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Threat to England’s 2030 World Cup hopes as Spain, Portugal eye joint bid

In Summary

• Battle lines were drawn on Saturday, when the Iberian neighbours announced they were seriously considering bidding for the tournament.

• Last week’s discussions followed a private meeting with Ceferin at Wembley back in April. 

England boss Gareth Southgate in talks with Jamie vardy
England boss Gareth Southgate in talks with Jamie vardy

England look like having to fend off Spain and Portugal in the race to stage the 2030 World Cup.

Battle lines were drawn on Saturday, when the Iberian neighbours announced they were seriously considering bidding for the tournament. The two federations released a statement saying they will formally start a ‘thorough process to analyse the possibility of presenting a joint bid’, following a number of meetings in recent weeks. The news represents a significant challenge for a joint British and Irish initiative to bring the World Cup home for the first time in 64 years.

 

Like England, Spain and Portugal jointly lost out to Russia for the 2018 World Cup and current Uefa boss Aleksander Ceferin has made it clear he favours only one European submission for 2030. At present, South America are favourites to land the centenary of a tournament first staged in Uruguay in 1930. Chile, Argentina, Paraguay and Uruguay want to stage what would be the first ever four-nation World Cup. The host for the 2030 event will most likely be announced in Qatar during the 2022 World Cup. Last week, British and Irish officials met in Paris on the fringes of the Fifa Congress to discuss their plans for bidding even though no firm decision has yet been taken.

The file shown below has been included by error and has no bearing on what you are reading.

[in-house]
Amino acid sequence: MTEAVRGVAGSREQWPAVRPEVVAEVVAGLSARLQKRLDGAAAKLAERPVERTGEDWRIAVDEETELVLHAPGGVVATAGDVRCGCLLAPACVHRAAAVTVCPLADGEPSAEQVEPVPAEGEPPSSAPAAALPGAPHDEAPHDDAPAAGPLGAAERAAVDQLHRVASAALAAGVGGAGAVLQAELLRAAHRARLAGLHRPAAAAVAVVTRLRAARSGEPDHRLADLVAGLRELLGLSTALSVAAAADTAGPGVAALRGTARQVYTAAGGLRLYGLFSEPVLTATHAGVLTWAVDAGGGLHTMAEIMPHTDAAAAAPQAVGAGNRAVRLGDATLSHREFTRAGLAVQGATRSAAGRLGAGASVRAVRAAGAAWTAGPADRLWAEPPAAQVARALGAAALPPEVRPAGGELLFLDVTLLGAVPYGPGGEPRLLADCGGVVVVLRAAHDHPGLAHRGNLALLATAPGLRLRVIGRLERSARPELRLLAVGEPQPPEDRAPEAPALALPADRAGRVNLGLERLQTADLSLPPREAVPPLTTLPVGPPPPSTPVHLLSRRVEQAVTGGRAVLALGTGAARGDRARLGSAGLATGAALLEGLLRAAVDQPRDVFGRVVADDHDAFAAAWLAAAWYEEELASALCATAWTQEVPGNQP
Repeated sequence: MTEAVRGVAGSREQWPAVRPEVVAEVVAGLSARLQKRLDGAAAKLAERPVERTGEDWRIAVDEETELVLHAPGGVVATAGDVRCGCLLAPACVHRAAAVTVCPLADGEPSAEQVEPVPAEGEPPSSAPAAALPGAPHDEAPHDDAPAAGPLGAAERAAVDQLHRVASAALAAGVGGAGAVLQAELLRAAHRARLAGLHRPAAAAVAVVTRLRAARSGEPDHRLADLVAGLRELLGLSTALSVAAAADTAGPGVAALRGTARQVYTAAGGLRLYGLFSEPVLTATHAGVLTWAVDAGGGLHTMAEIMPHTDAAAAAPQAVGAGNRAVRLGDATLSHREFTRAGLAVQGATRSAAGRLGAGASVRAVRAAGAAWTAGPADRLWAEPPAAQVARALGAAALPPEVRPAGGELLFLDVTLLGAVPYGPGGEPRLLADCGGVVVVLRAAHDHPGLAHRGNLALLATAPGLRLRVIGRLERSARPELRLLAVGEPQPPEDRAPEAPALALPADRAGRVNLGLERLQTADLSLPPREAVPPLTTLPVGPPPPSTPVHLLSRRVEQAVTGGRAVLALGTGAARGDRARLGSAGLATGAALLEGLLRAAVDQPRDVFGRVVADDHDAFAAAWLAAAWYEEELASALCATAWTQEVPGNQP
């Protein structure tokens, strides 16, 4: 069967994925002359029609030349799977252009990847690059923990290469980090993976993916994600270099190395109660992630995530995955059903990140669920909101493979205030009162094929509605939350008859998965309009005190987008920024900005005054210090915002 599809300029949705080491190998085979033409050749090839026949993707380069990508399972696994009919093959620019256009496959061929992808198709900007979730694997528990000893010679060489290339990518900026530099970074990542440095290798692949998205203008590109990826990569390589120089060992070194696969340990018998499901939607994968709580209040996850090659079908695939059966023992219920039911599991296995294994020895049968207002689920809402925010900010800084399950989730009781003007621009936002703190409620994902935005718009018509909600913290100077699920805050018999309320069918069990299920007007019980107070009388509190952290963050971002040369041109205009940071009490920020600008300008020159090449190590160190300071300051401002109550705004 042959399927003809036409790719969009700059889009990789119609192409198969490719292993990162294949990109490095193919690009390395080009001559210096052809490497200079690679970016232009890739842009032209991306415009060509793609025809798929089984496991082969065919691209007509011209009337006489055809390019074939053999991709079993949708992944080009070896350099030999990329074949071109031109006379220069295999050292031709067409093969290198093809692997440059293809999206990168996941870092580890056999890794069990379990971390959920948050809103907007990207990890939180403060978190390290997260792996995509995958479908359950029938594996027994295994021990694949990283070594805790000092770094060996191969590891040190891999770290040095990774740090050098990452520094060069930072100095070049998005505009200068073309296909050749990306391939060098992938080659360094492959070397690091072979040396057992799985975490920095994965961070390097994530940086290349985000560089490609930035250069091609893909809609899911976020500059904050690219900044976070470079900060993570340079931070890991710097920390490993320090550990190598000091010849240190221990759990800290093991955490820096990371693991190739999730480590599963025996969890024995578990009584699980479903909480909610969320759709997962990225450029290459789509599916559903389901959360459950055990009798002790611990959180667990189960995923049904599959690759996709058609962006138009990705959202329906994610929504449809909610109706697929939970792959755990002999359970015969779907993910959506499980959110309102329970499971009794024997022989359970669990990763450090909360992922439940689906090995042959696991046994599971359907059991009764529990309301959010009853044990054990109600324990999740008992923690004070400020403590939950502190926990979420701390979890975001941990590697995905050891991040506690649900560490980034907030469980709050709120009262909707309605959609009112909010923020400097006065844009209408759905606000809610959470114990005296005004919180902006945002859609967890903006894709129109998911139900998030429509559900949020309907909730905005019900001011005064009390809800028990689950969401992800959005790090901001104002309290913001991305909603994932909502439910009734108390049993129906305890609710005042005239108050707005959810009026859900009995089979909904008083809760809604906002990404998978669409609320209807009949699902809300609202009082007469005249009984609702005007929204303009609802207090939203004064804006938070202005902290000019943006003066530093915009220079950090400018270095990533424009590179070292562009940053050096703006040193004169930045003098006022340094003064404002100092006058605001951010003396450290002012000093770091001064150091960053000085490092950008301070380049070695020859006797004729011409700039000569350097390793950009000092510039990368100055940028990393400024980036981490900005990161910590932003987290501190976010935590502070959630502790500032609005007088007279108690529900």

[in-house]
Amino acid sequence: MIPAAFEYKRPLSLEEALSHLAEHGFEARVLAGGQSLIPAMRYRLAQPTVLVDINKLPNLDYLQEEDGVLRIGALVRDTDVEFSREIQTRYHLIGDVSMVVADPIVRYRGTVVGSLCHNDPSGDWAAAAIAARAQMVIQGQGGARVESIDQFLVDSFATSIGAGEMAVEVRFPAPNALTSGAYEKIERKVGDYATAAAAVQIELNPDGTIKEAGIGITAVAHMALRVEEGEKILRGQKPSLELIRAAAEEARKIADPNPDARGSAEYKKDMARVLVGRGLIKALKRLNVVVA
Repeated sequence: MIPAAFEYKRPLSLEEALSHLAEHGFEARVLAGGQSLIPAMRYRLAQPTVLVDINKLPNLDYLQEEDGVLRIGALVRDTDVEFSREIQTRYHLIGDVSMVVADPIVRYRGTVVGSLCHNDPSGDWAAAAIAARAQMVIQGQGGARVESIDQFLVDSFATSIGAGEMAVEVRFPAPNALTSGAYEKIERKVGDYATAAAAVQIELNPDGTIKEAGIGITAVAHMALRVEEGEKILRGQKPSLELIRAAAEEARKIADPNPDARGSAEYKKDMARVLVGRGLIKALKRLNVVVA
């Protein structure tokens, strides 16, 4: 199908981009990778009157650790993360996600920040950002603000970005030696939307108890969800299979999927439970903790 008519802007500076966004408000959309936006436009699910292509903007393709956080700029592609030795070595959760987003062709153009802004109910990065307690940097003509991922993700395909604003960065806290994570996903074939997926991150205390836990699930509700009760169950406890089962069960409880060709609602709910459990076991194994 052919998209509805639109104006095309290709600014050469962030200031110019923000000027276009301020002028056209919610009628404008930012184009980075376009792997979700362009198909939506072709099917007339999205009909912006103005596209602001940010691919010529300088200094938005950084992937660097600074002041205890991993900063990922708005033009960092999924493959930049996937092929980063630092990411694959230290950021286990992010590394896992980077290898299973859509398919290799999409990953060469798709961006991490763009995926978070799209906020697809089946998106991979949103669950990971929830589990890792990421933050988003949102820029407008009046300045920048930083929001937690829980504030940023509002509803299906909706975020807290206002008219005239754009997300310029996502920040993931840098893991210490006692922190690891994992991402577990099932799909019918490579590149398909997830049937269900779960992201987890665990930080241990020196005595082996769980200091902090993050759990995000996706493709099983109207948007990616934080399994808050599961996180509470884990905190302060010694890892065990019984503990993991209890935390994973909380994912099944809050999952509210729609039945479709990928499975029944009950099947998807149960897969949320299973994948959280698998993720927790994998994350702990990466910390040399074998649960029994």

Last week’s discussions followed a private meeting with Ceferin at Wembley back in April. ‘We wanted to bring him up to speed on what we were doing in order to hopefully help us become that favoured bid,’ said a source close to the talks.

England’s last World Cup bid, for 2018, was a humiliation with only two votes, with one of those coming from the FA’s own representative on Fifa’s now defunct executive committee.

Although under the current rotation system the tournament should come back to Europe in 2030, China are the elephant in the room.  Last week Fifa president Gianni Infantino suggested the rule, which theoretically should prevent an Asian bid for 2030 because of Qatar being hosts eight years beforehand, could be scrapped.

“We will discuss this at our next Fifa Council meeting in October, which is in Shanghai,” he said.

Fifa have made no secret of their backing for China, with its commercial clout, becoming a major player, with the country odds-on to stage the 2024 Club World Cup when the tournament is expanded to 24 teams. The Chinese would almost certainly then be favourites for the 2034 World Cup if they miss out four years earlier.